By Megan Bianco
There have been more movies and TV series set in World War II than any other war, and it’s because it is one of the few wars where there is a clear hero and clear villain viewed no matter what your politics are. Of course there then becomes an oversaturation of these period pieces, but with the recent British film, Their Finest, we get one of the rare, not as discussed subjects of the war era: the film industry who made the war films audiences were seeing while the soldiers were fighting.
A 1941 married woman Catrin Cole (Gemma Arterton) decides to take a writing gig at a London film studio to make some extra money, when she’s suddenly thrust into the production of a war film that’s supposed to feel genuine, but also patriotic. Catrin and Tom Buckley (Sam Claflin) are the screenwriters given the task for the plot, veteran character actor Ambrose Hilliard (Bill Nighy) is one of the film’s leads, US soldier Carl Lundbeck (Jake Lacy) is given a special role and Ellis Cole (Jack Huston) is Catrin’s artist husband at home.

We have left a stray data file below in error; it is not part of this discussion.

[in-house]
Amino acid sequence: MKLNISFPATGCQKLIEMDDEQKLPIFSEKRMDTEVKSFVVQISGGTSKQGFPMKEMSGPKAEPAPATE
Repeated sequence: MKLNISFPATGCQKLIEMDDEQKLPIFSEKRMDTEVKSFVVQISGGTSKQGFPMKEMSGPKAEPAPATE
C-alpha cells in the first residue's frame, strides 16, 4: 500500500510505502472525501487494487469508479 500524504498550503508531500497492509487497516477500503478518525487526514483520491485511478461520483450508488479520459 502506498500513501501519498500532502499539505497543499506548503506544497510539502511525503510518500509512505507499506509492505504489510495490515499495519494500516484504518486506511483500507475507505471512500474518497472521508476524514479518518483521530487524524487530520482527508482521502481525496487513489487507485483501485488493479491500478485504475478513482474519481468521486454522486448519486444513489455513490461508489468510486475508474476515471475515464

Their Finest is directed by Lone Scherfig of An Education (2009), and adapted by Gaby Chiappe from Lissa Evans’ book. Though the film includes tragedy in a few scenes, the tone of the film is primarily light-hearted. There is a decent, well directed love triangle between the leads, the usual comic relief from Nighy and some rather interesting insight into how historical-set films are written and produced. Definitely the most intriguing film this month so far.